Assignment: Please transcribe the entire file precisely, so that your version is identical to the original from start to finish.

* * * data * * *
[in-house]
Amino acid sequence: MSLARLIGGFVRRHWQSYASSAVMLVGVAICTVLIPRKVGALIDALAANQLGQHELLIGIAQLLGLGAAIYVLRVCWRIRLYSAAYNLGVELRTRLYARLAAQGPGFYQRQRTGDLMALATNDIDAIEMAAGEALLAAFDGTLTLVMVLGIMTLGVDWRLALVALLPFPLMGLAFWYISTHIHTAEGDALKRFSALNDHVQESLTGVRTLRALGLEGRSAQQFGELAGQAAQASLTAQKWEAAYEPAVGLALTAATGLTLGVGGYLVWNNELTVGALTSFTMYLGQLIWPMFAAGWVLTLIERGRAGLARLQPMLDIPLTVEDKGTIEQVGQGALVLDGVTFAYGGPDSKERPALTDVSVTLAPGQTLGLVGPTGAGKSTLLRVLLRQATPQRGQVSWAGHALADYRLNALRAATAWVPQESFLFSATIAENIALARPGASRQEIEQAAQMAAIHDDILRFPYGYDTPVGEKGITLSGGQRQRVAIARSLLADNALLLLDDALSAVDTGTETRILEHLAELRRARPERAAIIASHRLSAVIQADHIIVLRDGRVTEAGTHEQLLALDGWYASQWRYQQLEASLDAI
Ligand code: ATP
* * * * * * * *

[in-house]
Amino acid sequence: MSLARLIGGFVRRHWQSYASSAVMLVGVAICTVLIPRKVGALIDALAANQLGQHELLIGIAQLLGLGAAIYVLRVCWRIRLYSAAYNLGVELRTRLYARLAAQGPGFYQRQRTGDLMALATNDIDAIEMAAGEALLAAFDGTLTLVMVLGIMTLGVDWRLALVALLPFPLMGLAFWYISTHIHTAEGDALKRFSALNDHVQESLTGVRTLRALGLEGRSAQQFGELAGQAAQASLTAQKWEAAYEPAVGLALTAATGLTLGVGGYLVWNNELTVGALTSFTMYLGQLIWPMFAAGWVLTLIERGRAGLARLQPMLDIPLTVEDKGTIEQVGQGALVLDGVTFAYGGPDSKERPALTDVSVTLAPGQTLGLVGPTGAGKSTLLRVLLRQATPQRGQVSWAGHALADYRLNALRAATAWVPQESFLFSATIAENIALARPGASRQEIEQAAQMAAIHDDILRFPYGYDTPVGEKGITLSGGQRQRVAIARSLLADNALLLLDDALSAVDTGTETRILEHLAELRRARPERAAIIASHRLSAVIQADHIIVLRDGRVTEAGTHEQLLALDGWYASQWRYQQLEASLDAI
Ligand code: ATP